RareLabelEncoder

The RareLabelEncoder() groups infrequent categories into one new category called ‘Rare’ or a different string indicated by the user. We need to specify the minimum percentage of observations a category should have to be preserved and the minimum number of unique categories a variable should have to be re-grouped.

tol

In the parameter tol we indicate the minimum proportion of observations a category should have, not to be grouped. In other words, categories which frequency, or proportion of observations is <= tol will be grouped into a unique term.

n_categories

In the parameter n_categories we indicate the minimum cardinality of the categorical variable in order to group infrequent categories. For example, if n_categories=5, categories will be grouped only in those categorical variables with more than 5 unique categories. The rest of the variables will be ignored.

This parameter is useful when we have big datasets and do not have time to examine all categorical variables individually. This way, we ensure that variables with low cardinality are not reduced any further.

max_n_categories

In the parameter max_n_categories we indicate the maximum number of unique categories that we want in the encoded variable. If max_n_categories=5, then the most popular 5 categories will remain in the variable after the encoding, all other will be grouped into a single category.

This parameter is useful if we are going to perform one hot encoding at the back of it, to control the expansion of the feature space.

Example

Let’s look at an example using the Titanic Dataset.

First, let’s load the data and separate it into train and test:

import numpy as np
import pandas as pd
import matplotlib.pyplot as plt
from sklearn.model_selection import train_test_split

from feature_engine.encoding import RareLabelEncoder

def load_titanic():
    data = pd.read_csv(
        'https://www.openml.org/data/get_csv/16826755/phpMYEkMl')
    data = data.replace('?', np.nan)
    data['cabin'] = data['cabin'].astype(str).str[0]
    data['pclass'] = data['pclass'].astype('O')
    data['embarked'].fillna('C', inplace=True)
    return data

data = load_titanic()

# Separate into train and test sets
X_train, X_test, y_train, y_test = train_test_split(
    data.drop(['survived', 'name', 'ticket'], axis=1),
    data['survived'], test_size=0.3, random_state=0)

Now, we set up the RareLabelEncoder() to group categories shown by less than 3% of the observations into a new group or category called ‘Rare’. We will group the categories in the indicated variables if they have more than 2 unique categories each.

# set up the encoder
encoder = RareLabelEncoder(tol=0.03, n_categories=2, variables=['cabin', 'pclass', 'embarked'],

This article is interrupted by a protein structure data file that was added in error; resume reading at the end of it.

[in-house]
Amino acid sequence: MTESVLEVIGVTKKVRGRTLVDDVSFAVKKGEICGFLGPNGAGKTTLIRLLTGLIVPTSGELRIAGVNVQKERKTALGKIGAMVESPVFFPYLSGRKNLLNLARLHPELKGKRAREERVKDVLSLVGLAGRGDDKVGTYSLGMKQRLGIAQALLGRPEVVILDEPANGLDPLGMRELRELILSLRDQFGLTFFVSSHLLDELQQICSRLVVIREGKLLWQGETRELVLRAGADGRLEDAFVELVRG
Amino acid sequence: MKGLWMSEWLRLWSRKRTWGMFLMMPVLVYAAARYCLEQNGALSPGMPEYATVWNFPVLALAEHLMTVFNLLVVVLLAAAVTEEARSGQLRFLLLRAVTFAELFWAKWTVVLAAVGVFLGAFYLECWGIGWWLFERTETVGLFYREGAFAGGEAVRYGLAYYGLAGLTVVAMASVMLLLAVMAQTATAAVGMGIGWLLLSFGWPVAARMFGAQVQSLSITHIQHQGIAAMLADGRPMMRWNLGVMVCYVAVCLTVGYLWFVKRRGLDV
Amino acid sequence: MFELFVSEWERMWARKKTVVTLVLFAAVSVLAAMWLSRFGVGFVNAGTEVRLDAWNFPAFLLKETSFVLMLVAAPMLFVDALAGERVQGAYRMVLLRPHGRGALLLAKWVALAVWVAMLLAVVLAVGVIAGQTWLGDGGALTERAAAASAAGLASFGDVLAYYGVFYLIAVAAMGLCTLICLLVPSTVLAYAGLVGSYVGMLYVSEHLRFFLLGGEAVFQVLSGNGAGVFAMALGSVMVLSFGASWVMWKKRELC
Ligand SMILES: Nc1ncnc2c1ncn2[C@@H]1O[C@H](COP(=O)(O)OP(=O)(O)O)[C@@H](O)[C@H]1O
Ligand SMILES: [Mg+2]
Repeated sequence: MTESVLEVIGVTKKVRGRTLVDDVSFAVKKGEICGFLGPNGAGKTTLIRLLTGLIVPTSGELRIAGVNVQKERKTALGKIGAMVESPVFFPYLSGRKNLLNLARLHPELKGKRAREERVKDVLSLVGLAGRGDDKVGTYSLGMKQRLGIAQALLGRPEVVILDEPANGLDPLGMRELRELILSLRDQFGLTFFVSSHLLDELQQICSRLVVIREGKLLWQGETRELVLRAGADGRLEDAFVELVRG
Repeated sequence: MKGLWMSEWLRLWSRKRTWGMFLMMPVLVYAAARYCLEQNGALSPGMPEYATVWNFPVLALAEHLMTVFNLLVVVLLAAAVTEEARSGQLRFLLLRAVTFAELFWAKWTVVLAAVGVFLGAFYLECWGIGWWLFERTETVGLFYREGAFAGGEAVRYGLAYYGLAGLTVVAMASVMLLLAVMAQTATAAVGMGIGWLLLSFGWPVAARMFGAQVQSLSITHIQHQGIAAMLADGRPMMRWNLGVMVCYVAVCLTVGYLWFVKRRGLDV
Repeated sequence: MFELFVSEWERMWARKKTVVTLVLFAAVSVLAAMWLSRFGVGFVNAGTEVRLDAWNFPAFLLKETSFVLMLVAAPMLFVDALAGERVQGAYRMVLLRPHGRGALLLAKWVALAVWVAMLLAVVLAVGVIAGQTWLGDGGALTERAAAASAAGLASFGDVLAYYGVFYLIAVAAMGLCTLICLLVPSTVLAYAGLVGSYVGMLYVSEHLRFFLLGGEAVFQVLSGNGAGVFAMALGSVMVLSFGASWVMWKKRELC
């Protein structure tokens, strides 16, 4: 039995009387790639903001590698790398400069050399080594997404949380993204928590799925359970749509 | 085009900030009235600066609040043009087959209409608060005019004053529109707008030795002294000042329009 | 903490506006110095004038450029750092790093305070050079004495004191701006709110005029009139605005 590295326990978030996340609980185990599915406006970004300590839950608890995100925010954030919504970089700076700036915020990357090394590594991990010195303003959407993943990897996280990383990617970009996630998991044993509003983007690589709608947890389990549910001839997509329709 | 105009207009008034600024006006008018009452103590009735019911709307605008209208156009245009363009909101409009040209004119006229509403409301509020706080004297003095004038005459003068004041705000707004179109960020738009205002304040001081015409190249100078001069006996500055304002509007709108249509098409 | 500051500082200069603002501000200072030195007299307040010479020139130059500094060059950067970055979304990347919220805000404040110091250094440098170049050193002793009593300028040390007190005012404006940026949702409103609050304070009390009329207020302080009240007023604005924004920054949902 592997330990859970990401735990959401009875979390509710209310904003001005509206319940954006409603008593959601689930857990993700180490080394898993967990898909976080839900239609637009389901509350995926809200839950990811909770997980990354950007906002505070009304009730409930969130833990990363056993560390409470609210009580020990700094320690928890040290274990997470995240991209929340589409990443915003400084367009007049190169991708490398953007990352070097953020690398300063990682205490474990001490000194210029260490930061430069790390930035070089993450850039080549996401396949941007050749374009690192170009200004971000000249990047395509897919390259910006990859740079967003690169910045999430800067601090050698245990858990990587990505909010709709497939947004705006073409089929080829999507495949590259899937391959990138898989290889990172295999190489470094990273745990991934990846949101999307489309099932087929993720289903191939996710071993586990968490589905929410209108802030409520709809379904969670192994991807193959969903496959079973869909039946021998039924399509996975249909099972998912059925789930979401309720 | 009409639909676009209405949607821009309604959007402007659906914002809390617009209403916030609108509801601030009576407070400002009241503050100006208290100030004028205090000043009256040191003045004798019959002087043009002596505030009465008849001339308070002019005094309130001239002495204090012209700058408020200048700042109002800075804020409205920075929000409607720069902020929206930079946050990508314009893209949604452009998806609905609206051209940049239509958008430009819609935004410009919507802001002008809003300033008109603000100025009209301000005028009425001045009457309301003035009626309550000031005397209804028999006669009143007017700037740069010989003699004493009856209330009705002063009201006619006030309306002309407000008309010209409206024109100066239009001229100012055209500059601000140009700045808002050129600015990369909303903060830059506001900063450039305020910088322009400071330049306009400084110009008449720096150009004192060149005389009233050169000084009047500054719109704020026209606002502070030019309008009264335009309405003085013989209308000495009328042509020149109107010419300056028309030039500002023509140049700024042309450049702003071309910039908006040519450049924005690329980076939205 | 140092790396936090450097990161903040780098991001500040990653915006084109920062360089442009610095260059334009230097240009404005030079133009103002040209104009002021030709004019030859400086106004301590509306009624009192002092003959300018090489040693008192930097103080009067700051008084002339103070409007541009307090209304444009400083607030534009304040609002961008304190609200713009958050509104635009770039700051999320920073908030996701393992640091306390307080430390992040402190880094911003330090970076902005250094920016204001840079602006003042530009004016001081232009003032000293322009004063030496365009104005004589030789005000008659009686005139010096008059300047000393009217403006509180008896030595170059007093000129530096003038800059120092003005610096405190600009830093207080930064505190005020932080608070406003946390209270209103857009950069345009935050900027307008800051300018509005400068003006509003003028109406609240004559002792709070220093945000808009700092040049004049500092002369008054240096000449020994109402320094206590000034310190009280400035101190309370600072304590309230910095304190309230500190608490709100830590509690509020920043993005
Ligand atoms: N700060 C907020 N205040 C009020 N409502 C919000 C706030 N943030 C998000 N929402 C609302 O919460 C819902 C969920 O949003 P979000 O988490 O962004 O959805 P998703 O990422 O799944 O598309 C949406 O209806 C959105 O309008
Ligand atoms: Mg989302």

replace_with='Rare')

# fit the encoder
encoder.fit(X_train)

With fit(), the RareLabelEncoder() finds the categories present in more than 3% of the observations, that is, those that will not be grouped. These categories can be found in the encoder_dict_ attribute.

encoder.encoder_dict_

In the encoder_dict_ we find the most frequent categories per variable to encode. Any category that is not in this dictionary, will be grouped.

{'cabin': Index(['n', 'C', 'B', 'E', 'D'], dtype='object'),
 'pclass': array([2, 3, 1], dtype='int64'),
 'embarked': array(['S', 'C', 'Q'], dtype=object)}

Now we can go ahead and transform the variables:

# transform the data
train_t = encoder.transform(X_train)
test_t = encoder.transform(X_test)

We can also specify the maximum number of categories that can be considered frequent using the max_n_categories parameter.

Let’s begin by creating a toy dataframe and count the values of observations per category:

from feature_engine.encoding import RareLabelEncoder
import pandas as pd
data = {'var_A': ['A'] * 10 + ['B'] * 10 + ['C'] * 2 + ['D'] * 1}
data = pd.DataFrame(data)
data['var_A'].value_counts()
A    10
B    10
C     2
D     1
Name: var_A, dtype: int64

In this block of code, we group the categories only for variables with more than 3 unique categories and then we plot the result:

rare_encoder = RareLabelEncoder(tol=0.05, n_categories=3)
rare_encoder.fit_transform(data)['var_A'].value_counts()
A       10
B       10
C        2
Rare     1
Name: var_A, dtype: int64

Now, we retain the 2 most frequent categories of the variable and group the rest into the ‘Rare’ group:

rare_encoder = RareLabelEncoder(tol=0.05, n_categories=3, max_n_categories=2)
Xt = rare_encoder.fit_transform(data)
Xt['var_A'].value_counts()
A       10
B       10
Rare     3
Name: var_A, dtype: int64

Tips

The RareLabelEncoder() can be used to group infrequent categories and like this control the expansion of the feature space if using one hot encoding.

Some categorical encodings will also return NAN if a category is present in the test set, but was not seen in the train set. This inconvenient can usually be avoided if we group rare labels before training the encoders.

Some categorical encoders will also return NAN if there is not enough observations for a certain category. For example the WoEEncoder() and the PRatioEncoder(). This behaviour can be also prevented by grouping infrequent labels before the encoding with the RareLabelEncoder().

More details

In the following notebook, you can find more details into the RareLabelEncoder() functionality and example plots with the encoded variables:

All notebooks can be found in a dedicated repository.